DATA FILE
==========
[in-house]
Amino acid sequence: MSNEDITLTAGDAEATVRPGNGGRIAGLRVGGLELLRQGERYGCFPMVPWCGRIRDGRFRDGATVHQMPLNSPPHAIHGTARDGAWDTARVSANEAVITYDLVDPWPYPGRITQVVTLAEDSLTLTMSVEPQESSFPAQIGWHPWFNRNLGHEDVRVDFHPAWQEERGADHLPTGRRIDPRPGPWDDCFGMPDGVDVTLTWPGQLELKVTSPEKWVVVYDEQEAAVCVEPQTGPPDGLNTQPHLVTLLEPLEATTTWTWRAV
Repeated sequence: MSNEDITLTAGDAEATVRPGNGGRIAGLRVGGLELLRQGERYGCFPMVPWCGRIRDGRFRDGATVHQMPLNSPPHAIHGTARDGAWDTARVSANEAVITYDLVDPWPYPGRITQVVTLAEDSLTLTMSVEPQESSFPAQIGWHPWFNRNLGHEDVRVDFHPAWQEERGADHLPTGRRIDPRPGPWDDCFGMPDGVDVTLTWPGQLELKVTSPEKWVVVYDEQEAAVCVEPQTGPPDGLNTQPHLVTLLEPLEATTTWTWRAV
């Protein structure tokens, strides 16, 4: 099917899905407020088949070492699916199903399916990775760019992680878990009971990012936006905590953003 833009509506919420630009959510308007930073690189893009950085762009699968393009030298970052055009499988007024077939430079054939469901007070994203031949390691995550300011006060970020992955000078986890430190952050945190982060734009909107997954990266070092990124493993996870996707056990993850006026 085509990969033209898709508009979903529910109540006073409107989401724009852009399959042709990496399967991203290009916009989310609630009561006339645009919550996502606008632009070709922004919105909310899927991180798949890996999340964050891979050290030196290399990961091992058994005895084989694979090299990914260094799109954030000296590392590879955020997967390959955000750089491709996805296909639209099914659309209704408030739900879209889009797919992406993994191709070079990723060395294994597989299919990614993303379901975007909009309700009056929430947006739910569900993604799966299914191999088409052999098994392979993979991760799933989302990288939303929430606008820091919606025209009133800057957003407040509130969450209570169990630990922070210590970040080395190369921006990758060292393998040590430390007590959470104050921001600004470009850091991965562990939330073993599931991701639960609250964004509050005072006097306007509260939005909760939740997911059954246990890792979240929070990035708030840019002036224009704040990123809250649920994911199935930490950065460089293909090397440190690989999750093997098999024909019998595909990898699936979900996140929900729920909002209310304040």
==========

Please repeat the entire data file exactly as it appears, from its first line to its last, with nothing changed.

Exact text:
[in-house]
Amino acid sequence: MSNEDITLTAGDAEATVRPGNGGRIAGLRVGGLELLRQGERYGCFPMVPWCGRIRDGRFRDGATVHQMPLNSPPHAIHGTARDGAWDTARVSANEAVITYDLVDPWPYPGRITQVVTLAEDSLTLTMSVEPQESSFPAQIGWHPWFNRNLGHEDVRVDFHPAWQEERGADHLPTGRRIDPRPGPWDDCFGMPDGVDVTLTWPGQLELKVTSPEKWVVVYDEQEAAVCVEPQTGPPDGLNTQPHLVTLLEPLEATTTWTWRAV
Repeated sequence: MSNEDITLTAGDAEATVRPGNGGRIAGLRVGGLELLRQGERYGCFPMVPWCGRIRDGRFRDGATVHQMPLNSPPHAIHGTARDGAWDTARVSANEAVITYDLVDPWPYPGRITQVVTLAEDSLTLTMSVEPQESSFPAQIGWHPWFNRNLGHEDVRVDFHPAWQEERGADHLPTGRRIDPRPGPWDDCFGMPDGVDVTLTWPGQLELKVTSPEKWVVVYDEQEAAVCVEPQTGPPDGLNTQPHLVTLLEPLEATTTWTWRAV
């Protein structure tokens, strides 16, 4: 099917899905407020088949070492699916199903399916990775760019992680878990009971990012936006905590953003 833009509506919420630009959510308007930073690189893009950085762009699968393009030298970052055009499988007024077939430079054939469901007070994203031949390691995550300011006060970020992955000078986890430190952050945190982060734009909107997954990266070092990124493993996870996707056990993850006026 085509990969033209898709508009979903529910109540006073409107989401724009852009399959042709990496399967991203290009916009989310609630009561006339645009919550996502606008632009070709922004919105909310899927991180798949890996999340964050891979050290030196290399990961091992058994005895084989694979090299990914260094799109954030000296590392590879955020997967390959955000750089491709996805296909639209099914659309209704408030739900879209889009797919992406993994191709070079990723060395294994597989299919990614993303379901975007909009309700009056929430947006739910569900993604799966299914191999088409052999098994392979993979991760799933989302990288939303929430606008820091919606025209009133800057957003407040509130969450209570169990630990922070210590970040080395190369921006990758060292393998040590430390007590959470104050921001600004470009850091991965562990939330073993599931991701639960609250964004509050005072006097306007509260939005909760939740997911059954246990890792979240929070990035708030840019002036224009704040990123809250649920994911199935930490950065460089293909090397440190690989999750093997098999024909019998595909990898699936979900996140929900729920909002209310304040």